Welcome to "Today I learned", a blog aboout math
Epsilons add up! I want to write about learning one thing every day. Could be big, could be small, but I just want to learn one thing every day.
Two definitions of a variety
This semester I am participating in a reading group that is reading Fulton’s textbook on Toric Varieties. My motivation is to understand recent developments in matroid theory better, but in the process I am finding a need to shore up some basic geometry knowledge. Abstractly I know there are two definitions of an algebraic variety but I couldn’t remember the “coordinate free” one. My mathematical sister Sasha Pevzner showed me a way to remember it and why it makes sense in the context of the first one. This post is all about that.
Two realizations of a matroid
A recent perspective on the study of matroids has been to understand them geometrically. Historically, a matroid has been considered to be realizable (or representable) if it can be written down as a finite set of vectors. The more modern approach views a realization as a vector subspace, thus opening the door for the use of tools from algebraic geometry, which are then extended to matroids which are not realizable.
Log concavity implies unimodality
I have been to many talks where the speaker says something like “its not hard to see that log concavity (with no internal zeroes) implies unimodality,” but I have never seen the proof of this statement written down. So here it is, inspired by a recent talk by Petter Brändén.
I’m fortunate to have the support of the Google Summer of Code this summer to contribute to the SageMath (more commonly called Sage) mathematical software. To me one of the most confusing aspects of doing development in Sage is the “Parent/Element” framework. The goal of this post is to explain some details in the Parent/Element framework via a minimal implementation of some of the code I’m working on.
Stirling numbers of the first kind
The Stirling numbers of the first kind, which I’ll write as \(c(n,k)\), are the number of of permutations of \(n\) with exactly \(k\) cycles. The number \(c(n,k)\) is also the coefficient of \(x^k\) in the product \(x(x + 1)(x+2) \cdots (x+n-1)\).
Why is the hat-check problem n!/e?
The hat-check problem asks: what proportion of all permutations of \(n\)-elements have no fixed points?
An example of the geometry of a combinatorial geometry
About a month ago, Dr. Federico Ardila dropped a survey paper entitled The Geometry of Geometries, surveying new and old aspects of matroid theory. I have been on a kick lately of really enjoying content he has written and also got the opportunity to chat with fellow graduate student Anastasia Nathanson about part of the paper. Dr. Galen Dorpalen-Barry taught me the value of a good example while she was a graduate student, so here is a little write up of the example which Anastasia and I came up with. Hopefully this is as helpful to you as it was to me in understanding section 4.1 of Ardila’s paper.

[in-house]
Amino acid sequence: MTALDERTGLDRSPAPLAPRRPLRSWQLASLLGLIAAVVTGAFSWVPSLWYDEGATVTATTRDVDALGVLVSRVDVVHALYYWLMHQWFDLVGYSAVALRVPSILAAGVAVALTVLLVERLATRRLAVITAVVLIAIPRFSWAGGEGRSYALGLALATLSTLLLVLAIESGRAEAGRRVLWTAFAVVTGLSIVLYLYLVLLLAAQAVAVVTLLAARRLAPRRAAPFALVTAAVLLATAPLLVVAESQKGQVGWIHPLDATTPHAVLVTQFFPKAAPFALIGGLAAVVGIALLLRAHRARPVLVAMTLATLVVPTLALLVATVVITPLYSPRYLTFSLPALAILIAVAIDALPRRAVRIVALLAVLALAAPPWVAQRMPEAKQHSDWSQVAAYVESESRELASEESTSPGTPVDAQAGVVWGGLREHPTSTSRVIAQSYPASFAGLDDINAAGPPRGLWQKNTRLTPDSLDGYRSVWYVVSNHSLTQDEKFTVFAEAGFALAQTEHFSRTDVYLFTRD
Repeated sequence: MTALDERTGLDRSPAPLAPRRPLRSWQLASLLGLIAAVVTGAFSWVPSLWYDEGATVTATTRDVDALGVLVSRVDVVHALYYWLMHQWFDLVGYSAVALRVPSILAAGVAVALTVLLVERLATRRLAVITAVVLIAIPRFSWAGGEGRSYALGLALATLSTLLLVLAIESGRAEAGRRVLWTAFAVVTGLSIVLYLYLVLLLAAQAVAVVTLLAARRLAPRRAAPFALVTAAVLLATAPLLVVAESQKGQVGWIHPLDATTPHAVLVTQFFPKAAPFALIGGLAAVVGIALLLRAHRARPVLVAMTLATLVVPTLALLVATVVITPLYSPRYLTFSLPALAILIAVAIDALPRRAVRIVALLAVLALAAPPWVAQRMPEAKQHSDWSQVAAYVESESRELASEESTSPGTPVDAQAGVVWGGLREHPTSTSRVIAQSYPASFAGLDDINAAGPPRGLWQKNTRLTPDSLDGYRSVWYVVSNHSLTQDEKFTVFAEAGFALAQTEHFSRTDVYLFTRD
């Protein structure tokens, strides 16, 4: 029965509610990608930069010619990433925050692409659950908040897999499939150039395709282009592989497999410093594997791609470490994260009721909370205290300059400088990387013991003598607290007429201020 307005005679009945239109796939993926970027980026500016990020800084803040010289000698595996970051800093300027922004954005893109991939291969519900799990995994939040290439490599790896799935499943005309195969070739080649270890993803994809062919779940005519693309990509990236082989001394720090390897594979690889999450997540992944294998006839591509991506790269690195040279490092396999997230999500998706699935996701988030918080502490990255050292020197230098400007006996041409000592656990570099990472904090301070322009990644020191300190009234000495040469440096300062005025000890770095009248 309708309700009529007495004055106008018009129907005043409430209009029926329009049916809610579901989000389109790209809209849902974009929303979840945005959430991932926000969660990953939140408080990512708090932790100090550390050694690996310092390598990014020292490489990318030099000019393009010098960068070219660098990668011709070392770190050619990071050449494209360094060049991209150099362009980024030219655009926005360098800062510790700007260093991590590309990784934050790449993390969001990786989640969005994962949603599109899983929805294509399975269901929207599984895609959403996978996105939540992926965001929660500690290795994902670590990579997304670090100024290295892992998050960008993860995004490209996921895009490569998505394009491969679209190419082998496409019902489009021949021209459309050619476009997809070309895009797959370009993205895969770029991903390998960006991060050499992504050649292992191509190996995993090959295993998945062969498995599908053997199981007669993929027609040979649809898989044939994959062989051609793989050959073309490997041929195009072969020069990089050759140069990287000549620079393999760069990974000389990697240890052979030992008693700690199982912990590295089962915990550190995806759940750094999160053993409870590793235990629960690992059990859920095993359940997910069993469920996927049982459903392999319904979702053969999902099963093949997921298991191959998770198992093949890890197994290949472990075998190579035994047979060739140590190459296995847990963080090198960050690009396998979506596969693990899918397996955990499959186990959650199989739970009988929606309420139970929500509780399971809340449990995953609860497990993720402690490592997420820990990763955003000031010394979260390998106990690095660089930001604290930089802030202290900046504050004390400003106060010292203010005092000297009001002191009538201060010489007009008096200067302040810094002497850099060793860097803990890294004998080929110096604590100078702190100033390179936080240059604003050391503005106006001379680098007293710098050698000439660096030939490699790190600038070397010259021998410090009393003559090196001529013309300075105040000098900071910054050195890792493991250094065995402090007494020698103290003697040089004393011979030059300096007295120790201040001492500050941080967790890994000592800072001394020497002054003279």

Semimodularity and matroids
In preparation for my oral exam, I asked my advisor to quiz me on some aspects of partially ordered sets. We had a nice discussion about intervals of Young’s lattice, and distributive lattices. He then asked me about semimodular lattices, and I blanked. He then asked me what how to characterize the lattice of flats of a matroid.
A semester reflection
This semester I have been TA’ing for Calculus II (MATH 1272) at the University of Minnesota. Today is the day of their final exam, so I want to take a moment to reflect on the semester. I certainly have learned a lot about teaching, but right now I’m reminded of a blog post by Terry Tao, enouraging us to “learn and relearn your field”.
Combinatorics from topology
On Monday the 13th, I went to the UMN Topology seminar where I saw a talk from Dr. Mike Hill of UCLA. Admittedly I’m completely lost when it comes to most homotopy theory, but I saw “combinatorics” in the abstract and so I went to the talk hoping that I could get something out of it. A fellow UMN grad student Sasha Pevzner introduced me to the “three things” exercise for getting something out of a talk. So here are my three things from this talk:
A great talk by Dr. Anna Weigandt
Combinatorics for commutative algebra
Go Navy, Beat Army!